Besides dealing with the well-publicized issues like education funding, the Legislature passed a number of bills related to contracting procedures this session.
Subcontractor’s option to bond retainage
One of the last bills to be signed is the most important contractor bill that passed this session. HB 1538 gives subcontractors the ability to use a bond for retainage instead of cash on public projects. The new law allows a subcontractor to ask the prime contractor to provide a bond for the subcontractor’s portion of the retainage. Since retainage can be as much as five percent and can be held until all claims are resolved, subcontractors may have to wait a number of months to get their cash back. Bonding retainage means subcontractors have less money tied up in a project.
The new law stipulates:
- The prime contractor must provide a bond for the subcontractor’s portion of retainage if the subcontractor requests this option.
- The subcontractor must pay for his/her portion of the bond premium.
- The bond must be accepted unless the public body shows good cause for refusing to accept it, the bond is not commercially available, or the subcontractor refuses to pay his/her portion of the bond premium.
This new law will be a great benefit to SMACNA contractors. SMACNA worked along side the Mechanical Contractors Association, the National Electrical Contractor Association, the Conference of Masonry Contractors, and the Building Trades Council to get the bill through the process. The Associated General Contractors (AGC) and the National Federation of Independent Businesses (NFIB) opposed the bill.
Small contractors and minority contractors
Two new laws are aimed at improving access for small contractors and minority contractors.
SB 5734 reduces the retainage burden for contractors working on small public projects with the following changes:
- Increases the threshold amount of a public works contract allowing a public entity to retain a percentage of payment in lieu of requiring a surety bond from $35,000 to $150,000.
- Decreases the percentage of the amount of a public works contract retained by the public entity in lieu of a surety bond from 50 percent to 10 percent.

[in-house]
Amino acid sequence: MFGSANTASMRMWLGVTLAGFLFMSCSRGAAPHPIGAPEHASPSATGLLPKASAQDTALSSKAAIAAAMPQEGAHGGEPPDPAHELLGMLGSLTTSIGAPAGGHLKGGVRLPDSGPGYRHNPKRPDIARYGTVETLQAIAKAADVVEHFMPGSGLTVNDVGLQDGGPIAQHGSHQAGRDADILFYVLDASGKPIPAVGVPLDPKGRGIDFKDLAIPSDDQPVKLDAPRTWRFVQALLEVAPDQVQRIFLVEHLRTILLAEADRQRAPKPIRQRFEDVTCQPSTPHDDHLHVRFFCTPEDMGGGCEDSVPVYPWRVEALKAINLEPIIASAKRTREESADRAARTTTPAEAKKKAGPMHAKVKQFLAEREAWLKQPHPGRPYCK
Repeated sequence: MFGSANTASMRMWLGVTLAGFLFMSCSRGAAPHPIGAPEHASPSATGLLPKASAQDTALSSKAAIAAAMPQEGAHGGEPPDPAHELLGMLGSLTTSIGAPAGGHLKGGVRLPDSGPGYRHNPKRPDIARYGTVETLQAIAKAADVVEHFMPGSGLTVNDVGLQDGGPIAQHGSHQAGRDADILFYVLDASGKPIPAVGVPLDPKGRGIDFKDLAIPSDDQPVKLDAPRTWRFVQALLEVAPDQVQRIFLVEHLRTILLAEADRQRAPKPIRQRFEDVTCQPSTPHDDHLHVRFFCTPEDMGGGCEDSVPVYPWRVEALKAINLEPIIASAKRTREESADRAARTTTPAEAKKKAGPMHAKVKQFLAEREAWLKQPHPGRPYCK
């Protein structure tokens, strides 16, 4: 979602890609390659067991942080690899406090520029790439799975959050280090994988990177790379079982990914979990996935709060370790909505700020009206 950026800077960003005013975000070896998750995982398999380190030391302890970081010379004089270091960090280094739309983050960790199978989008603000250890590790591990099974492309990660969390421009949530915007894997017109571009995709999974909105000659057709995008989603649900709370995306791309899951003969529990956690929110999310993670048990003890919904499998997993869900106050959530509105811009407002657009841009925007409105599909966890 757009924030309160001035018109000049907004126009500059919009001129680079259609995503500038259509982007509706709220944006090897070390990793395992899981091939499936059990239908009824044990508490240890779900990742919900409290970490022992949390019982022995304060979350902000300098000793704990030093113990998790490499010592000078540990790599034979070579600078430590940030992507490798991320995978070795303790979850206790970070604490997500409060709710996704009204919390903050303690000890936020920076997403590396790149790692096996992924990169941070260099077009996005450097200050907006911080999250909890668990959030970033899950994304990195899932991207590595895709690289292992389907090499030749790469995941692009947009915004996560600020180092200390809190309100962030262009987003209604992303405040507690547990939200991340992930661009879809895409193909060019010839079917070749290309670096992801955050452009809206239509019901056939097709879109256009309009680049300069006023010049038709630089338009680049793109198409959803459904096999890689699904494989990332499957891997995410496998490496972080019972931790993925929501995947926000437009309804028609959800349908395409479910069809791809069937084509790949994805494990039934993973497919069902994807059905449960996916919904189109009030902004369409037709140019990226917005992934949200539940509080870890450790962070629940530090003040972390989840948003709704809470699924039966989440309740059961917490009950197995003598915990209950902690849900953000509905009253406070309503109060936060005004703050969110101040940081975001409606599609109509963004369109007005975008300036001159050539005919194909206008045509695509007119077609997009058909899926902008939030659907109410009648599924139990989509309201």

- Increases from $100,000 to $150,000 the amount of a contract for which a public entity may accept full payment and performance bond from an individual surety.
SB 5631 requires the University of Washington to be more proactive in including the Office of Minority and Women’s Business Enterprises in the alternative contracting process for construction of critical patient care or specialized medical research facilities. It also removes the expiration date for the UW’s alternative contracting process.
Responsible bidder and other contracting laws
SB 5301 amends the low responsive bidder law. It adds a requirement that the bidder cannot have been found in violation of: wage payment requirements, minimum wage payment, or proper wage deductions for benefits and contributions. Violations of any of these laws within a three-year period preceding the bid solicitation will make the contractor ineligible to be a low responsive bidder for public works contracts and for goods and services contracts.
HB 1395 allows public transportation benefit districts (public transit agencies) to use job order contracting. Job order contracting is a process where a public agency hires a contractor to perform a variety of public works over a fixed period of time, not exceeding four million dollars a year. Individual work orders are limited to no more than $350,000.
Job order contracting is available to the state, larger cities and counties, and other local governments.
SB 5036 authorizes a public utility district to procure public works with a unit priced contract for completing anticipated types of work based on hourly rates or unit pricing for one or more categories of work or trades.